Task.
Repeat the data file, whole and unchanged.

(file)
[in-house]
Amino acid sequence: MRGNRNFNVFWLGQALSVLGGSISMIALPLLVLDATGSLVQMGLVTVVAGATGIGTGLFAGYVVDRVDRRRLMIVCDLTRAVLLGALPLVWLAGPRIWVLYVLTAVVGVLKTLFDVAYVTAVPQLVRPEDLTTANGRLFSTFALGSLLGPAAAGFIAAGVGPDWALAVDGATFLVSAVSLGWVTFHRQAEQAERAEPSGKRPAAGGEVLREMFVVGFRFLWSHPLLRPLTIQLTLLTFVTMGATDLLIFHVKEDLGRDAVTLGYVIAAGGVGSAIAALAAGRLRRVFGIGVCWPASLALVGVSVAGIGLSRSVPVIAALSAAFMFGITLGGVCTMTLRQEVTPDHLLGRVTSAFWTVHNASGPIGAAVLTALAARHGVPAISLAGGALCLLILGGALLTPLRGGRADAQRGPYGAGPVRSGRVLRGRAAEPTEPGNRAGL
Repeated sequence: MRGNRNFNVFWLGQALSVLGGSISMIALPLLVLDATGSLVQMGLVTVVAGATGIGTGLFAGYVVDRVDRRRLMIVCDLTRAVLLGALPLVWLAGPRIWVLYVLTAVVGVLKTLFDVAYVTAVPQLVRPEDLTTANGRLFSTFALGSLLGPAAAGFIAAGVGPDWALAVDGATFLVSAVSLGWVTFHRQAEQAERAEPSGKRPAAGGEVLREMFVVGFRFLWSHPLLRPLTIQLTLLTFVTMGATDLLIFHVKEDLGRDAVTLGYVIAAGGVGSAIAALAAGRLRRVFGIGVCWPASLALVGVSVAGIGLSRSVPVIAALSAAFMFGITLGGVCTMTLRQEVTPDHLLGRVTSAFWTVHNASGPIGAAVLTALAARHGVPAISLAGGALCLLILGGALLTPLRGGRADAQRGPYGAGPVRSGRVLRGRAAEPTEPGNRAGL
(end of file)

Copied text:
[in-house]
Amino acid sequence: MRGNRNFNVFWLGQALSVLGGSISMIALPLLVLDATGSLVQMGLVTVVAGATGIGTGLFAGYVVDRVDRRRLMIVCDLTRAVLLGALPLVWLAGPRIWVLYVLTAVVGVLKTLFDVAYVTAVPQLVRPEDLTTANGRLFSTFALGSLLGPAAAGFIAAGVGPDWALAVDGATFLVSAVSLGWVTFHRQAEQAERAEPSGKRPAAGGEVLREMFVVGFRFLWSHPLLRPLTIQLTLLTFVTMGATDLLIFHVKEDLGRDAVTLGYVIAAGGVGSAIAALAAGRLRRVFGIGVCWPASLALVGVSVAGIGLSRSVPVIAALSAAFMFGITLGGVCTMTLRQEVTPDHLLGRVTSAFWTVHNASGPIGAAVLTALAARHGVPAISLAGGALCLLILGGALLTPLRGGRADAQRGPYGAGPVRSGRVLRGRAAEPTEPGNRAGL
Repeated sequence: MRGNRNFNVFWLGQALSVLGGSISMIALPLLVLDATGSLVQMGLVTVVAGATGIGTGLFAGYVVDRVDRRRLMIVCDLTRAVLLGALPLVWLAGPRIWVLYVLTAVVGVLKTLFDVAYVTAVPQLVRPEDLTTANGRLFSTFALGSLLGPAAAGFIAAGVGPDWALAVDGATFLVSAVSLGWVTFHRQAEQAERAEPSGKRPAAGGEVLREMFVVGFRFLWSHPLLRPLTIQLTLLTFVTMGATDLLIFHVKEDLGRDAVTLGYVIAAGGVGSAIAALAAGRLRRVFGIGVCWPASLALVGVSVAGIGLSRSVPVIAALSAAFMFGITLGGVCTMTLRQEVTPDHLLGRVTSAFWTVHNASGPIGAAVLTALAARHGVPAISLAGGALCLLILGGALLTPLRGGRADAQRGPYGAGPVRSGRVLRGRAAEPTEPGNRAGL